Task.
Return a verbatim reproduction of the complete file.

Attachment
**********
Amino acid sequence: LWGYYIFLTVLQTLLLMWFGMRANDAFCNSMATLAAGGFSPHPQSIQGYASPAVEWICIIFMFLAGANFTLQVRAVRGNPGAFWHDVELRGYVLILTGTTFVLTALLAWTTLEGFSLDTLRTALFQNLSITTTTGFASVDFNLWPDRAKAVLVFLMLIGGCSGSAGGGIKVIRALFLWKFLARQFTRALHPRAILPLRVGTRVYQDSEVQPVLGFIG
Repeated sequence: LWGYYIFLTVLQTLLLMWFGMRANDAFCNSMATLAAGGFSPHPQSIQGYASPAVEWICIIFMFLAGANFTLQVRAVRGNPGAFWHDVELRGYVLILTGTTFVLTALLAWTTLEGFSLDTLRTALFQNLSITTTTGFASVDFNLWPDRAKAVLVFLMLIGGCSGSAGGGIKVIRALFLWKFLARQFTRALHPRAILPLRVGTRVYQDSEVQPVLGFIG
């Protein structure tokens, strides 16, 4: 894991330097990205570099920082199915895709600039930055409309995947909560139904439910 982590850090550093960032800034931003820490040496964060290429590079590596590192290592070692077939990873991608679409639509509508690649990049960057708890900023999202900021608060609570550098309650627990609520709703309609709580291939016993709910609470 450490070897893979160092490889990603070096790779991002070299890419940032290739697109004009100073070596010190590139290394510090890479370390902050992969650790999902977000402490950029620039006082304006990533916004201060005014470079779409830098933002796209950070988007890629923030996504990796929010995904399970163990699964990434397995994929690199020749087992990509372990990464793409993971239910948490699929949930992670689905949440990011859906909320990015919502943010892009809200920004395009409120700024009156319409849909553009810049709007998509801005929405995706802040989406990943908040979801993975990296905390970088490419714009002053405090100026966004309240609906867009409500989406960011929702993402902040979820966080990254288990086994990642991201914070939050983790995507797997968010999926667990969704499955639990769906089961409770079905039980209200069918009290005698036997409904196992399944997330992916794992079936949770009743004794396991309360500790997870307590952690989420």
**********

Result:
Amino acid sequence: LWGYYIFLTVLQTLLLMWFGMRANDAFCNSMATLAAGGFSPHPQSIQGYASPAVEWICIIFMFLAGANFTLQVRAVRGNPGAFWHDVELRGYVLILTGTTFVLTALLAWTTLEGFSLDTLRTALFQNLSITTTTGFASVDFNLWPDRAKAVLVFLMLIGGCSGSAGGGIKVIRALFLWKFLARQFTRALHPRAILPLRVGTRVYQDSEVQPVLGFIG
Repeated sequence: LWGYYIFLTVLQTLLLMWFGMRANDAFCNSMATLAAGGFSPHPQSIQGYASPAVEWICIIFMFLAGANFTLQVRAVRGNPGAFWHDVELRGYVLILTGTTFVLTALLAWTTLEGFSLDTLRTALFQNLSITTTTGFASVDFNLWPDRAKAVLVFLMLIGGCSGSAGGGIKVIRALFLWKFLARQFTRALHPRAILPLRVGTRVYQDSEVQPVLGFIG
């Protein structure tokens, strides 16, 4: 894991330097990205570099920082199915895709600039930055409309995947909560139904439910 982590850090550093960032800034931003820490040496964060290429590079590596590192290592070692077939990873991608679409639509509508690649990049960057708890900023999202900021608060609570550098309650627990609520709703309609709580291939016993709910609470 450490070897893979160092490889990603070096790779991002070299890419940032290739697109004009100073070596010190590139290394510090890479370390902050992969650790999902977000402490950029620039006082304006990533916004201060005014470079779409830098933002796209950070988007890629923030996504990796929010995904399970163990699964990434397995994929690199020749087992990509372990990464793409993971239910948490699929949930992670689905949440990011859906909320990015919502943010892009809200920004395009409120700024009156319409849909553009810049709007998509801005929405995706802040989406990943908040979801993975990296905390970088490419714009002053405090100026966004309240609906867009409500989406960011929702993402902040979820966080990254288990086994990642991201914070939050983790995507797997968010999926667990969704499955639990769906089961409770079905039980209200069918009290005698036997409904196992399944997330992916794992079936949770009743004794396991309360500790997870307590952690989420």